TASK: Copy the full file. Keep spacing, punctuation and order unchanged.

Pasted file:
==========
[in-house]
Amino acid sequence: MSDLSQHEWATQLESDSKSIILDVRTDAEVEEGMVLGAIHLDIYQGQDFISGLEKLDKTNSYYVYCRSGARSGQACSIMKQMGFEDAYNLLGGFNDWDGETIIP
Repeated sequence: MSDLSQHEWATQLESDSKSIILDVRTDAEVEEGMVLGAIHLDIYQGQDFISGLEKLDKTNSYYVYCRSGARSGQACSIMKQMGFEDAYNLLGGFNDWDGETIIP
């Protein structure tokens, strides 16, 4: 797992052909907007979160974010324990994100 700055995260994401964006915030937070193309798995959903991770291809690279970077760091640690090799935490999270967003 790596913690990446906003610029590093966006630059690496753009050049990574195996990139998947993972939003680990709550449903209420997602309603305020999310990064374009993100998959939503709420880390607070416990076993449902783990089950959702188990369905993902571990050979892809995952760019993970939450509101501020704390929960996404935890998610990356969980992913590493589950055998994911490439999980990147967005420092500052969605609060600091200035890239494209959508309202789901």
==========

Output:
[in-house]
Amino acid sequence: MSDLSQHEWATQLESDSKSIILDVRTDAEVEEGMVLGAIHLDIYQGQDFISGLEKLDKTNSYYVYCRSGARSGQACSIMKQMGFEDAYNLLGGFNDWDGETIIP
Repeated sequence: MSDLSQHEWATQLESDSKSIILDVRTDAEVEEGMVLGAIHLDIYQGQDFISGLEKLDKTNSYYVYCRSGARSGQACSIMKQMGFEDAYNLLGGFNDWDGETIIP
């Protein structure tokens, strides 16, 4: 797992052909907007979160974010324990994100 700055995260994401964006915030937070193309798995959903991770291809690279970077760091640690090799935490999270967003 790596913690990446906003610029590093966006630059690496753009050049990574195996990139998947993972939003680990709550449903209420997602309603305020999310990064374009993100998959939503709420880390607070416990076993449902783990089950959702188990369905993902571990050979892809995952760019993970939450509101501020704390929960996404935890998610990356969980992913590493589950055998994911490439999980990147967005420092500052969605609060600091200035890239494209959508309202789901």